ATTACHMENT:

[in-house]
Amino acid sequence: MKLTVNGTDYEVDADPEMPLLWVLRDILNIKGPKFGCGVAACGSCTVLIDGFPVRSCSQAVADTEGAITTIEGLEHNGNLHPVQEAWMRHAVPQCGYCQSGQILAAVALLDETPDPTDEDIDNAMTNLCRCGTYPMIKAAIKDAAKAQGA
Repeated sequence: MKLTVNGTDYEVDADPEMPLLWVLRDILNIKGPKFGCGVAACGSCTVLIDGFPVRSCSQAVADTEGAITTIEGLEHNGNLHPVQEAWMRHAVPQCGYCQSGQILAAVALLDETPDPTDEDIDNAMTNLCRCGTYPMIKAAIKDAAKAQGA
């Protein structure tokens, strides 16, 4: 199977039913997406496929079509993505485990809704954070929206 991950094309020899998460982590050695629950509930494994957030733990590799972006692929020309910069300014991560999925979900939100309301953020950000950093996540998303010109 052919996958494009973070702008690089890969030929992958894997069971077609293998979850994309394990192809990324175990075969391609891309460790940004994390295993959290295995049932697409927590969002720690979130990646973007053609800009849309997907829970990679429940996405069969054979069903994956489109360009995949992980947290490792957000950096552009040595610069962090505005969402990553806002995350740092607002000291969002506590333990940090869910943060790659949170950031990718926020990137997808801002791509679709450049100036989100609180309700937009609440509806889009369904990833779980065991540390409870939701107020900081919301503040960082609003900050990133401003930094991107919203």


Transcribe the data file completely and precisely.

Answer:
[in-house]
Amino acid sequence: MKLTVNGTDYEVDADPEMPLLWVLRDILNIKGPKFGCGVAACGSCTVLIDGFPVRSCSQAVADTEGAITTIEGLEHNGNLHPVQEAWMRHAVPQCGYCQSGQILAAVALLDETPDPTDEDIDNAMTNLCRCGTYPMIKAAIKDAAKAQGA
Repeated sequence: MKLTVNGTDYEVDADPEMPLLWVLRDILNIKGPKFGCGVAACGSCTVLIDGFPVRSCSQAVADTEGAITTIEGLEHNGNLHPVQEAWMRHAVPQCGYCQSGQILAAVALLDETPDPTDEDIDNAMTNLCRCGTYPMIKAAIKDAAKAQGA
């Protein structure tokens, strides 16, 4: 199977039913997406496929079509993505485990809704954070929206 991950094309020899998460982590050695629950509930494994957030733990590799972006692929020309910069300014991560999925979900939100309301953020950000950093996540998303010109 052919996958494009973070702008690089890969030929992958894997069971077609293998979850994309394990192809990324175990075969391609891309460790940004994390295993959290295995049932697409927590969002720690979130990646973007053609800009849309997907829970990679429940996405069969054979069903994956489109360009995949992980947290490792957000950096552009040595610069962090505005969402990553806002995350740092607002000291969002506590333990940090869910943060790659949170950031990718926020990137997808801002791509679709450049100036989100609180309700937009609440509806889009369904990833779980065991540390409870939701107020900081919301503040960082609003900050990133401003930094991107919203």